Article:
Wednesday, February 1, 2012

Rachael Ray's "healthy" School Tacos

First Lady Michelle Obama Launches Nutrition Guidelines
I think it is a wonderful thing that the USDA recently announced changes in the components of school lunches. I still can't get over being shocked back in the Reagan administration when, for the purposes of school lunches, catsup was deemed to be a vegetable.

First ladies traditionally have a special cause to advocate, and Michelle Obama has chosen better childhood nutrition and exercise habits. Her advocacy has done much to raise awareness of this pressing issue, and I applaud her efforts. To announce the new nutrition guidelines, Mrs. Obama, Agriculture Secretary Tom Vilsack and Food Network cook Rachael Ray launched the guidelines by lunching at Parklawn Elementary School in Alexandria, VA. The menu was a purportedly healthy dish of turkey tacos with corn, black beans and ranch dressing -- one of a handful of recipes Ray developed for the program.

I well understand that this was a high profile event and in order to increase awareness of the issue, partnerships are formed which, which, when placed under the microscope, do not fare particularly well. My issue with Ray has always been that she calls her recipes in general "figure friendly," but never bothers to explain what that means. A typical Ray recipe will provide double portions of meat and pasta, so despite her claims to be leading the cause against childhood obesity and diabetes, at least one of the recipes she developed does nothing that I can see to further it. I suppose I could crunch the numbers of the rest of Ray's recipe's for this program, but with names such as "Mexi Mac and Cheese," I will leave it to the reader's imagination.

So I looked more closely at Ray's Turkey Tacos recipe and sure enough, not only is this recipe not particularly healthy for children, it isn't particularly healthy for adults, either. My methodology is to compare a recipe's main ingredients against the food database at I add up the numbers for calories, fat, carbohydrate, fiber, protein and sodium (cholesterol and fiber are subsets of fat and carbohydrate, respectively), then divide by the recipe's stated number of servings.

My calculations are, if anything, quite conservative. I would encourage anyone, particularly stakeholders, to double-check my figures. This dish is part of a purportedly "healthy" meal being recommended at the highest levels as a positive addition to school lunches. Really? In the linked recipe below, the calories are about half the daily Recommended Daily Intake for an adult, with 55 grams of fat and 70 of carbohydrate. The school meal also includes a serving of brown rice, which is not taken into account here.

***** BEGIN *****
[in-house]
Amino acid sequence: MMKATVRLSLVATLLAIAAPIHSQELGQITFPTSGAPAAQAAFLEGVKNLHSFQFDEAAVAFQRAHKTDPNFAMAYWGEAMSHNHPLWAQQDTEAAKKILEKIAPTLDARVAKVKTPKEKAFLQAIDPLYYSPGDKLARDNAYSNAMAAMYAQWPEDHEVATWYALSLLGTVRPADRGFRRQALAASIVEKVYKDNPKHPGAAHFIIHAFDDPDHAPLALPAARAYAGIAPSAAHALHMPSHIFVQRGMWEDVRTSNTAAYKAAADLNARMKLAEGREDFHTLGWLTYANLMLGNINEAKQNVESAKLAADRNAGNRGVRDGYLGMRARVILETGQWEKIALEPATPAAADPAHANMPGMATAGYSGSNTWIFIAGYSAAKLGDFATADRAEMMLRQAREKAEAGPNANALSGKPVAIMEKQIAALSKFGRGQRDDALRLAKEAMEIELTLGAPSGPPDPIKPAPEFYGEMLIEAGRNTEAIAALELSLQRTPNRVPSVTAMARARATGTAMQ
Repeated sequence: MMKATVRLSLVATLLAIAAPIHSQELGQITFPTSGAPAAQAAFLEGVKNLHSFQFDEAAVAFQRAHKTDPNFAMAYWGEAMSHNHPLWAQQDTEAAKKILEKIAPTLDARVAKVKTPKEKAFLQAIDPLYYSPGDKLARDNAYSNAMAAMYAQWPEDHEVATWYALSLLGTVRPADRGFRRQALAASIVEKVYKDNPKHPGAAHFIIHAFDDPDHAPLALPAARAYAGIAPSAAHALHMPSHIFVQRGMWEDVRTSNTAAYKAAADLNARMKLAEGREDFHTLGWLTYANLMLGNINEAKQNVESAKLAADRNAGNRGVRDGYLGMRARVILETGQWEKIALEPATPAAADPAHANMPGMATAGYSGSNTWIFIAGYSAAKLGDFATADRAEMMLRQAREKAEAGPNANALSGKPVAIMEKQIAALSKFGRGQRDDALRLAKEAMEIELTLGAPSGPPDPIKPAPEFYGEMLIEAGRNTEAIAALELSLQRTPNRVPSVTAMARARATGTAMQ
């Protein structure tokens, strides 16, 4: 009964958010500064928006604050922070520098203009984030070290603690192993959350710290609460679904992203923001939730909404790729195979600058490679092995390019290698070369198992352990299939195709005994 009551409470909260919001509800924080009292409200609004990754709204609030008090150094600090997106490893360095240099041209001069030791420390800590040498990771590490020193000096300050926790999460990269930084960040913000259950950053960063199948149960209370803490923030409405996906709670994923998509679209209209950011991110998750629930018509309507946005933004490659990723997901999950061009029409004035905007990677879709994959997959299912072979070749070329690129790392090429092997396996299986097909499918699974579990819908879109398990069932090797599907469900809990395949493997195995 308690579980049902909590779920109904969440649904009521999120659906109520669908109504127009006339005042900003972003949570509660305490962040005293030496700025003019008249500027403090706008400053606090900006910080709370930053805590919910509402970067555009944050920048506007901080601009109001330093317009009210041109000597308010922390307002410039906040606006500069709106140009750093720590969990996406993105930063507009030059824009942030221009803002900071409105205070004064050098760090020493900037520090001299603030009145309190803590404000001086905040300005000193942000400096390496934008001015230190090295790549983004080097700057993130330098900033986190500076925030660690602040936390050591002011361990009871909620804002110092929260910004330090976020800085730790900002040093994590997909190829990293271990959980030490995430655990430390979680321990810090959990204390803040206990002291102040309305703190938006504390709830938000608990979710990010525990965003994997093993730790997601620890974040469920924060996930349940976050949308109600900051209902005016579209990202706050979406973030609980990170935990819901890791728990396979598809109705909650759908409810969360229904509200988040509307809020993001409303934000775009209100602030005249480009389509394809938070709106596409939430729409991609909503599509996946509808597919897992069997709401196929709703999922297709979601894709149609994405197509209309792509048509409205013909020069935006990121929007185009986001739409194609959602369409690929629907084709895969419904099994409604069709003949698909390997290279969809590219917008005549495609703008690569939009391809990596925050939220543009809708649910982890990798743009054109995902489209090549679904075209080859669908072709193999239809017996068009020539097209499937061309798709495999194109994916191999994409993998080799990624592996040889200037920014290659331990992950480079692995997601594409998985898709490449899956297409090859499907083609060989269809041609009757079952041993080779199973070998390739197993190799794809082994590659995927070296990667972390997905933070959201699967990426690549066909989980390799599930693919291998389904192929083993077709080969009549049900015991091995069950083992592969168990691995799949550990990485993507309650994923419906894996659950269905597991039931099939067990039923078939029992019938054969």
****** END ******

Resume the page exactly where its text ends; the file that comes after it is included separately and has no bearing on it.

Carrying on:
School nutrition is certainly a worthy cause but I wish First Lady Obama and Secretary Vilsack had teamed up with someone who has more credibility than name recognition. Weren't Jamie Oliver or Ellie Krieger -- an actual Registered Dietician, by the way --  available? Especially now, in the wake of the scandal of Paula Deen revealing a 3-year old diabetes diagnosis at the same time she endorses a diabetes drug, Food Network and its on-air staff need to pay more attention to the substance of their content.

And one more thing: at the risk of appearing to be mean, Rachael Ray does not have children. I have 30+ years experience as a parent and cannot fathom kids eating most of this stuff.

Turkey Tacos with Black Bean and Corn Salad and Yum-o Southwest Ranch

I've re-done the numbers for the tacos and they don't seem to be as bad as I thought at first. Calories are slightly lower but sodium still seems pretty high. Carbs are high but fiber and protein are decent. Apologies to all for previous calculations.

I still can't imagine kids eating this, though. The rest of the meal was a side of brown rice, milk and, I believe, a fruit. Was there any sort of measure for waste afterward?

Calories: 931
Fat: 49g
Sodium: 1631mg
Carbohydrate: 72g
Fiber: 15g
Protein: 52g

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